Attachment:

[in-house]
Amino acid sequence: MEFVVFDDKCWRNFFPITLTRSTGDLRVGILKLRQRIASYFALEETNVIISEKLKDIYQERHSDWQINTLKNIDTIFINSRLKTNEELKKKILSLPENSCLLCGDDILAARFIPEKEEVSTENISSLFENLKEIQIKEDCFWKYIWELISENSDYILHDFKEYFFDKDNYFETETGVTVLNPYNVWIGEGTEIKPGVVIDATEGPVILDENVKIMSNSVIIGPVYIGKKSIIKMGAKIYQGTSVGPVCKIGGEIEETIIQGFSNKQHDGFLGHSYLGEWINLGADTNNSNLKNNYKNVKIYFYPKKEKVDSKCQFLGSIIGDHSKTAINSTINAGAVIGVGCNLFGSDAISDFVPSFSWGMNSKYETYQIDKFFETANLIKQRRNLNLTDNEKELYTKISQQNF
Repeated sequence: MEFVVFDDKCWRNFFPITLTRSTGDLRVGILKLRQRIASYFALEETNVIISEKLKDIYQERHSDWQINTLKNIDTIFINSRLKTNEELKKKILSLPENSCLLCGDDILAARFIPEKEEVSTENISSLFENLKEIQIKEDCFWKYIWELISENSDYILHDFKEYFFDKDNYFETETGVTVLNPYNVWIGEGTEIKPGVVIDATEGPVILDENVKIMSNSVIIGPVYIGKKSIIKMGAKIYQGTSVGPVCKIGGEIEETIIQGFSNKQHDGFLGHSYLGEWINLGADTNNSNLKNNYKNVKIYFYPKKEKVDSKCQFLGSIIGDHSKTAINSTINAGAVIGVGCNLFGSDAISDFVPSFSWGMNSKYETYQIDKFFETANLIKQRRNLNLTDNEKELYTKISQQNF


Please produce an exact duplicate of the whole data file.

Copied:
[in-house]
Amino acid sequence: MEFVVFDDKCWRNFFPITLTRSTGDLRVGILKLRQRIASYFALEETNVIISEKLKDIYQERHSDWQINTLKNIDTIFINSRLKTNEELKKKILSLPENSCLLCGDDILAARFIPEKEEVSTENISSLFENLKEIQIKEDCFWKYIWELISENSDYILHDFKEYFFDKDNYFETETGVTVLNPYNVWIGEGTEIKPGVVIDATEGPVILDENVKIMSNSVIIGPVYIGKKSIIKMGAKIYQGTSVGPVCKIGGEIEETIIQGFSNKQHDGFLGHSYLGEWINLGADTNNSNLKNNYKNVKIYFYPKKEKVDSKCQFLGSIIGDHSKTAINSTINAGAVIGVGCNLFGSDAISDFVPSFSWGMNSKYETYQIDKFFETANLIKQRRNLNLTDNEKELYTKISQQNF
Repeated sequence: MEFVVFDDKCWRNFFPITLTRSTGDLRVGILKLRQRIASYFALEETNVIISEKLKDIYQERHSDWQINTLKNIDTIFINSRLKTNEELKKKILSLPENSCLLCGDDILAARFIPEKEEVSTENISSLFENLKEIQIKEDCFWKYIWELISENSDYILHDFKEYFFDKDNYFETETGVTVLNPYNVWIGEGTEIKPGVVIDATEGPVILDENVKIMSNSVIIGPVYIGKKSIIKMGAKIYQGTSVGPVCKIGGEIEETIIQGFSNKQHDGFLGHSYLGEWINLGADTNNSNLKNNYKNVKIYFYPKKEKVDSKCQFLGSIIGDHSKTAINSTINAGAVIGVGCNLFGSDAISDFVPSFSWGMNSKYETYQIDKFFETANLIKQRRNLNLTDNEKELYTKISQQNF